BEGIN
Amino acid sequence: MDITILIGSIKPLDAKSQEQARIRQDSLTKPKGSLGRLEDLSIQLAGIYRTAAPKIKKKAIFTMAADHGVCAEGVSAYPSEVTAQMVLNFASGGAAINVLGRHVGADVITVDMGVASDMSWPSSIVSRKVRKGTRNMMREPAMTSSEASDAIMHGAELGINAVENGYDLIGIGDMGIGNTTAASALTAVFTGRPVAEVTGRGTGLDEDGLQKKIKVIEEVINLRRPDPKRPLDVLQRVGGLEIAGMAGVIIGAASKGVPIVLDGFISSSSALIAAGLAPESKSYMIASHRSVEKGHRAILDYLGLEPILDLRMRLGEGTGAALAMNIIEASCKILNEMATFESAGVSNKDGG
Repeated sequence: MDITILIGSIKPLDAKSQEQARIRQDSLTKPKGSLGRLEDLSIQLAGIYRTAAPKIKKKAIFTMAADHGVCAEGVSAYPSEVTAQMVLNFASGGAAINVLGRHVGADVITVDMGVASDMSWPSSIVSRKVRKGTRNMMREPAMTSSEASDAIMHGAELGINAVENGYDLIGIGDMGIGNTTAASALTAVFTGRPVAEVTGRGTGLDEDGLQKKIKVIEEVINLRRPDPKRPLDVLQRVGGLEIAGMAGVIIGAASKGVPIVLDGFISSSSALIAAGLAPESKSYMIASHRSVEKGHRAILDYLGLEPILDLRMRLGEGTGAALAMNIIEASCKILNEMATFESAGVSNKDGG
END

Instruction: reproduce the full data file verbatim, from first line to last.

Amino acid sequence: MDITILIGSIKPLDAKSQEQARIRQDSLTKPKGSLGRLEDLSIQLAGIYRTAAPKIKKKAIFTMAADHGVCAEGVSAYPSEVTAQMVLNFASGGAAINVLGRHVGADVITVDMGVASDMSWPSSIVSRKVRKGTRNMMREPAMTSSEASDAIMHGAELGINAVENGYDLIGIGDMGIGNTTAASALTAVFTGRPVAEVTGRGTGLDEDGLQKKIKVIEEVINLRRPDPKRPLDVLQRVGGLEIAGMAGVIIGAASKGVPIVLDGFISSSSALIAAGLAPESKSYMIASHRSVEKGHRAILDYLGLEPILDLRMRLGEGTGAALAMNIIEASCKILNEMATFESAGVSNKDGG
Repeated sequence: MDITILIGSIKPLDAKSQEQARIRQDSLTKPKGSLGRLEDLSIQLAGIYRTAAPKIKKKAIFTMAADHGVCAEGVSAYPSEVTAQMVLNFASGGAAINVLGRHVGADVITVDMGVASDMSWPSSIVSRKVRKGTRNMMREPAMTSSEASDAIMHGAELGINAVENGYDLIGIGDMGIGNTTAASALTAVFTGRPVAEVTGRGTGLDEDGLQKKIKVIEEVINLRRPDPKRPLDVLQRVGGLEIAGMAGVIIGAASKGVPIVLDGFISSSSALIAAGLAPESKSYMIASHRSVEKGHRAILDYLGLEPILDLRMRLGEGTGAALAMNIIEASCKILNEMATFESAGVSNKDGG